Secret Weapon: How Common Cockpits Make Pilots Superheroes

Secret Weapon: How Common Cockpits Make Pilots Superheroes
Photo by Moritz Mentges

Airbus designed its A320 family (A318, A319, A320, A321) and larger A330, A340, and A350 aircraft with a high degree of similarity in their cockpits. The layout, instrumentation, and basic flight controls are nearly identical. This allows airlines to leverage a concept called a common type rating.

Traditionally, each aircraft model required a separate and lengthy training program to earn a type rating, a pilot's license specific to that model. This meant pilots qualified on a cozy A318 couldn't simply hop into the cockpit of a behemoth A380 without extensive additional training.

However, with a common type rating, pilots who are qualified on one Airbus model can transition to another (like the A330) with significantly less training. This is achieved through differences training.

Bridging the Gap, Not Starting from Scratch

Photo by Andrés Dallimonti

Differences training focuses on the specific variations between the aircraft, rather than a complete overhaul of fundamental flying principles. An A320 pilot transitioning to an A330 will learn about the A330's:

  • Larger size and weight: This translates to different handling characteristics during taxiing, takeoff, and landing. The pilot will need to adapt to the A330's increased inertia and potentially different control surface effectiveness. For instance, during landing, the pilot might need to adjust their approach speed and flare technique to account for the A330's greater weight.
  • More complex engine systems: The A330 might have different engine types or more of them, requiring familiarization with their specific operation and handling procedures. Compared to the A320's CFM56 turbofan engines, the A330 might be equipped with the more powerful Trent 700 engines, necessitating an understanding of their different thrust characteristics and fuel consumption rates.
  • Different takeoff and landing procedures: The A330's weight and wing configuration might necessitate variations in flap settings, approach speeds, or landing gear deployment compared to the A320. Pilots will need to be trained on the A330's specific flap configurations and their impact on lift and drag during takeoff and landing.
  • Variations in specific functionalities of certain cockpit systems: While the overall layout might be similar, there could be subtle differences in how certain systems, like the autopilot or flight management computer, function on the A330. For example, the A320 pilot might need to learn how to operate the A330's autothrottle system, which might have additional features or functionalities compared to the A320's version.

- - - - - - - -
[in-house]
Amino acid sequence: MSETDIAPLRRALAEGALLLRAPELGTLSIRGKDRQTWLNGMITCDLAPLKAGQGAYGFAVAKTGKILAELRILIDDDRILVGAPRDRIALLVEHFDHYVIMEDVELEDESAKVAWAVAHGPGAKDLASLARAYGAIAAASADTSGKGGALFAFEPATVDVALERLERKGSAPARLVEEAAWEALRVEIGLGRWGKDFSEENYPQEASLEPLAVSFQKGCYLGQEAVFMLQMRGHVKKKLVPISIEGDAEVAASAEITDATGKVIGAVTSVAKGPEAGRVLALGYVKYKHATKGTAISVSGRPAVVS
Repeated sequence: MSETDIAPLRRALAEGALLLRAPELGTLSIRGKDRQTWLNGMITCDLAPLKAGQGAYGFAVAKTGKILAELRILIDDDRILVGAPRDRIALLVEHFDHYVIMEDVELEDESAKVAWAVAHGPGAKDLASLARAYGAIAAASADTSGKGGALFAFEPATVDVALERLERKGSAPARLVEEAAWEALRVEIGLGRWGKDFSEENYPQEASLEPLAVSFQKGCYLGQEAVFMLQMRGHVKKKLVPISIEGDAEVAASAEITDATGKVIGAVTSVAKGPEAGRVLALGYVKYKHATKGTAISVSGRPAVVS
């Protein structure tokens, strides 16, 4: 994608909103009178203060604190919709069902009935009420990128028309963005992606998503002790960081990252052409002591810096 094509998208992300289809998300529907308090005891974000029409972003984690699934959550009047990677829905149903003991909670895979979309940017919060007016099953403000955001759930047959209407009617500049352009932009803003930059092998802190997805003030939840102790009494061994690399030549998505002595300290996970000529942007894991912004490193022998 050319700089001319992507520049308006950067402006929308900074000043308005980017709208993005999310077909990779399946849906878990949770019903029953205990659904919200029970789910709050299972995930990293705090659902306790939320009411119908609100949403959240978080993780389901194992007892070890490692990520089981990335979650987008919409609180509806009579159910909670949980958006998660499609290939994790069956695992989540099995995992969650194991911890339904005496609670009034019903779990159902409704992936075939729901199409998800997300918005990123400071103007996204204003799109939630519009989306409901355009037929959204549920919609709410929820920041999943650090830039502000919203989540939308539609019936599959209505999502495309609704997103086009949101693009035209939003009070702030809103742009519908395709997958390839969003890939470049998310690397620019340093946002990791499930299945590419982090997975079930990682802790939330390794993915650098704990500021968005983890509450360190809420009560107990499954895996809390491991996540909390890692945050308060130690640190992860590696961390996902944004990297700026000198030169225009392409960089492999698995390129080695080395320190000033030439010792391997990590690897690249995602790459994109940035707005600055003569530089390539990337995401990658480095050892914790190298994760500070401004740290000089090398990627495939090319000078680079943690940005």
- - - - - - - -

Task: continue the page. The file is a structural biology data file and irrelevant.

This training typically involves classroom instruction, simulator sessions, and sometimes even observation flights. While it's not as extensive as starting from scratch with a completely new aircraft, it ensures pilots understand the A330's nuances and can operate it safely and efficiently.

A Boeing Example: The 757/767 Connection

Photo by Joao

This approach to cockpit commonality isn't unique to Airbus. Boeing also employs it, particularly within the 757 and 767 family. Both aircraft share a similar two-pilot flight deck layout and basic handling characteristics. Pilots qualified on one can transition to the other through differences training, focusing on variations in engine power, landing gear configuration, and other specific systems. For instance, the 767 typically has a more powerful engine option compared to the 757, requiring pilots to adapt to the increased takeoff thrust and handling characteristics.

Beyond Efficiency: A Safety Advantage

Photo by Honglin Shaw

Cockpit commonality offers significant advantages for airlines and pilots alike. Airlines can deploy pilots more flexibly across their fleet, optimizing schedules and crew utilization. Pilots benefit from increased career opportunities and potentially higher salaries due to their broader skillset. Most importantly, this approach promotes safety by ensuring pilots are familiar with the core functionalities of the aircraft they fly, even when transitioning between models.

Imagine a pilot encountering an emergency situation. Their ingrained understanding of the basic Airbus cockpit layout and system operation, honed through commonality training, becomes invaluable in reacting quickly and effectively, regardless of the specific Airbus model they're flying.